Mink industry as a result of 'location breeds location'
As the cities could afford the food they produced, farmers could afford to pay for labor and attracted an agricultural working class plus migrant waged labor for seasonal peaks. As a consequence, farmers had to manage larger risks. They needed to make a profit and thus to intensify production. According to Krijn Poppe, this capitalist type of farming goes back as far as the 13th century in the South West of the country. Ultimately, in the 19th century, the geographical position by the sea permitted the Dutch to import feed and scale up the animal husbandry systems they had intensified historically over 6 centuries. The location breeds location principle even resulted in the Dutch mink industry (6 million fur producing animals in 2015; production will be stopped by law in 2021), as it could put the offal from slaughterhouses to very profitable use. Before the invention of chemical fertilizer, organic fertiliser produced by intensified animal husbandry systems helped to increase the output of arable land and improve production on poorer soils. Over time. Knibbe says, location breeds location and scale advantages thereof in a myriad of ways.

Krijn Poppe is fascinated by the economic interaction of cities and the land surrounding them. The cumulation of capital earned elsewhere in cities because of the North Sea ports - e.g. in the Dutch colonies - could be invested in farming, scaling it up. The typical Dutch low interest rates - a sign of the Netherlands solid economy - strengthened the opportunity to do so. The price of land going up induced agronomical intensification in order to cover the risks and costs of this capitalist agricultural system. Furthermore it created the need for building up and sharing knowledge and skills to improve productivity. That created a solid cluster built on Knibbe's concepts of dynamic locational and scale advantages.

Niek Koning points out these effects didn't happen in the Netherlands exclusively or in all parts of the current kingdom; the regions with poorer sandy soils didn't meet the right conditions. However, the region around Paris did and so did Northern Germany and Eastern Germany.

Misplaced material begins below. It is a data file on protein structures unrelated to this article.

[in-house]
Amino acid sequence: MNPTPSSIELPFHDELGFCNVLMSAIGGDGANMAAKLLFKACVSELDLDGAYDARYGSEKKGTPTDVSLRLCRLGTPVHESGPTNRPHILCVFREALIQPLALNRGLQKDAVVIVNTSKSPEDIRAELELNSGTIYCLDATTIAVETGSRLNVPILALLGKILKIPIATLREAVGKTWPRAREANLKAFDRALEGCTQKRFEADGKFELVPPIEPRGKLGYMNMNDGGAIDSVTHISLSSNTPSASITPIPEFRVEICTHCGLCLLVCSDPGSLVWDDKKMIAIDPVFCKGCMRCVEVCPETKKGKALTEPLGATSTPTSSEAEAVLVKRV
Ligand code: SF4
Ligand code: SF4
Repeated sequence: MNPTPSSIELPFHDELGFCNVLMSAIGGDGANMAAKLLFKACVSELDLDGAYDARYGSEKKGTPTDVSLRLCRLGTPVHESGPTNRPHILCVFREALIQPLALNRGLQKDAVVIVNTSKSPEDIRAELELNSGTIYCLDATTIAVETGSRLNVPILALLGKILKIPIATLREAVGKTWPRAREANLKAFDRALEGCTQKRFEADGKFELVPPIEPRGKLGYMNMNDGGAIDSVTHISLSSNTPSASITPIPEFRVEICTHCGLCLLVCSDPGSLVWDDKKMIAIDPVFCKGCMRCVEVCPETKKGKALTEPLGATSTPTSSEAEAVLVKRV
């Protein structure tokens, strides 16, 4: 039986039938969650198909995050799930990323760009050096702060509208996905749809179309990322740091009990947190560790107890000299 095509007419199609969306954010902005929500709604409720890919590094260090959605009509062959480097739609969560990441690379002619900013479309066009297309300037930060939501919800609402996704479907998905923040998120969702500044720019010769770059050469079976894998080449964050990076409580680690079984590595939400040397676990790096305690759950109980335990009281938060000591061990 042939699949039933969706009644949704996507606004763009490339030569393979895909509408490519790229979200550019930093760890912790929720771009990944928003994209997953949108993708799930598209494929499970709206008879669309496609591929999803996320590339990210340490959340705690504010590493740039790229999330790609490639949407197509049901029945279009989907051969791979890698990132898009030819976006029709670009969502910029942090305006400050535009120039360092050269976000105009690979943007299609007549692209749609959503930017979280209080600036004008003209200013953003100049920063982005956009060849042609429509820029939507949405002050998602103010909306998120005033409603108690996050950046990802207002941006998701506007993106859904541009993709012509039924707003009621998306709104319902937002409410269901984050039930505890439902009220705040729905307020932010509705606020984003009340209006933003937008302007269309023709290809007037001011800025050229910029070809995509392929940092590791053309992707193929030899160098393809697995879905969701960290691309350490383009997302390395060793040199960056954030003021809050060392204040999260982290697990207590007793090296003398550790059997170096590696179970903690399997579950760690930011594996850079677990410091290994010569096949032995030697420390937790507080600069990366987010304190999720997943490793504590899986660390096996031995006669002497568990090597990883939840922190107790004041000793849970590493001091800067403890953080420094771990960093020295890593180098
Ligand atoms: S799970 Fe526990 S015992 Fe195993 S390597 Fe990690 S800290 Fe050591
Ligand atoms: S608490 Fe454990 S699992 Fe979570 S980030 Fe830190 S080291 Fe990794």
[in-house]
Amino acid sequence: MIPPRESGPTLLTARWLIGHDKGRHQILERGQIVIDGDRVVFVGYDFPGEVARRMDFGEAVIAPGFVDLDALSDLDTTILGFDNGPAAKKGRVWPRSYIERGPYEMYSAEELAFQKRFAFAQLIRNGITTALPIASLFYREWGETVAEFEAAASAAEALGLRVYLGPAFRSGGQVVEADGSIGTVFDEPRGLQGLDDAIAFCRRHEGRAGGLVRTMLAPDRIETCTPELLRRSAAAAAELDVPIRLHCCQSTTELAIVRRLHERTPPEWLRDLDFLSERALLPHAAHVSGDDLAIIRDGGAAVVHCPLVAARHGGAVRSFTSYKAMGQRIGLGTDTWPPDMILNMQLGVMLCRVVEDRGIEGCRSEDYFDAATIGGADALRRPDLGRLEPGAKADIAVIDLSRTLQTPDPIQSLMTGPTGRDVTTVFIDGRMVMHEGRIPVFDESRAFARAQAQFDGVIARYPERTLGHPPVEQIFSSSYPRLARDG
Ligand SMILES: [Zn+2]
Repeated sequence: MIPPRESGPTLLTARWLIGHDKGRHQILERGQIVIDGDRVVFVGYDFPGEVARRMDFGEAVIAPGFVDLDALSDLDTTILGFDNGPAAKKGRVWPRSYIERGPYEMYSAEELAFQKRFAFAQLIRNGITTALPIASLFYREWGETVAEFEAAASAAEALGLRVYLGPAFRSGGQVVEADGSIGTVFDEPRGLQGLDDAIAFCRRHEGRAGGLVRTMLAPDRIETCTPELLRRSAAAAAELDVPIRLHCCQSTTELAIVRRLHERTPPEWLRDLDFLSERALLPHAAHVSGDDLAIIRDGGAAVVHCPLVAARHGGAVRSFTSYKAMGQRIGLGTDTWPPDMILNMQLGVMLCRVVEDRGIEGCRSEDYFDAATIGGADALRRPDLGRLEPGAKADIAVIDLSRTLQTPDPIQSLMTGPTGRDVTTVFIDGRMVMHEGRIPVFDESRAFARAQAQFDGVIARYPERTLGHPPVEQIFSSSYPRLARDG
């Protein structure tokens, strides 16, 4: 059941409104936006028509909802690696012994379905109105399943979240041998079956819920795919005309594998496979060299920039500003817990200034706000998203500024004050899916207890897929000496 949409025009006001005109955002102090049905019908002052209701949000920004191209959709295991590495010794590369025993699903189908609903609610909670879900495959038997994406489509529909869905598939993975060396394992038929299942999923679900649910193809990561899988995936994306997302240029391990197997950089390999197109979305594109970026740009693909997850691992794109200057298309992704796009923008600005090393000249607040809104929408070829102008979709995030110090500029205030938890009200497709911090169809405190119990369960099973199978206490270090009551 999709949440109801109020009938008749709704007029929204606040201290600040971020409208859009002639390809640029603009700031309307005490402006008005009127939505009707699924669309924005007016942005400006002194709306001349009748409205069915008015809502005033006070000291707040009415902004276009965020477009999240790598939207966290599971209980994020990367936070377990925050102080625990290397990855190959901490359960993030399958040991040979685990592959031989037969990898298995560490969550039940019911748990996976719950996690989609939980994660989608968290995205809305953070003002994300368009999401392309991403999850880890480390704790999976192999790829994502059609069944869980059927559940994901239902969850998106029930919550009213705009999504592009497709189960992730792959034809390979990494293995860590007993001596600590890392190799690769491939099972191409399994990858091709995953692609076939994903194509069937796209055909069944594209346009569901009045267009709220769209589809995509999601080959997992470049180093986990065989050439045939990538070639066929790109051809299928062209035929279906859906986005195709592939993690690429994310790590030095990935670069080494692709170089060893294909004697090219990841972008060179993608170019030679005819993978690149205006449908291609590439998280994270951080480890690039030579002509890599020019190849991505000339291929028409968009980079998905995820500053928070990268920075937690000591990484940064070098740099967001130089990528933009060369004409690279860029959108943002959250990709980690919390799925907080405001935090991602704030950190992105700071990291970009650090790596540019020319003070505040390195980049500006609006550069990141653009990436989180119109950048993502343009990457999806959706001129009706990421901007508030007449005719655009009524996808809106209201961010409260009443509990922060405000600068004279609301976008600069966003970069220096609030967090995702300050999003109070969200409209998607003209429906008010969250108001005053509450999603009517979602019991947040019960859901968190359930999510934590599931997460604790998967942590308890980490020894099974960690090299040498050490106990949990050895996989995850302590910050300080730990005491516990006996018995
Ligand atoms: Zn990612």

Processing shifted from farms to factories, turning the farmer eventually into a producer of commodities instead of the end products (think of butter, cheese) he was used to make and sell
At that point, the open and informal discussion between the three men takes a surprising and new turn. The rapid fossil revolution in the nineteenth century (industrialisation and mechanization driven by coal and later oil energy and materials) changes the old biobased economy that had worked so well for capitalist farmers and investors. For example, synthetic products replaced madder, a dye and colourant extracted from the Rubia tinctorum crop. At the same time, it speeded up the scale of industrial processing. Transforming beets into sugar and raw milk into cheese and butter shifted from farms to factories, turning the farmer eventually into a producer of commodities instead of the end products he was used to make and sell profitably.

Processing factories took over the command of the Dutch agricultural intensive advantages. These were gradually developed and built up over a span of about 6 centuries in the West of the country and about 4 in the North Eastern part. The industrial processing needed more production. Waged labor gradually proved too expensive. Dutch farmers had to mechanise in order to stay in business and do the hard work themselves. That is why family farming was 'reinvented'; former capitalist farmers came out of that process as a commercial risk taking working class category on its own.

Agribusiness has outlived Dutch agriculture
What is the relevance of these analyses for the current tense situation between the government and the Dutch farmers? Koning, Knibbe and Poppe discuss how to pursue the analysis of the Dutch food cluster towards present times from the neatly defined core of the historical logic that pops up.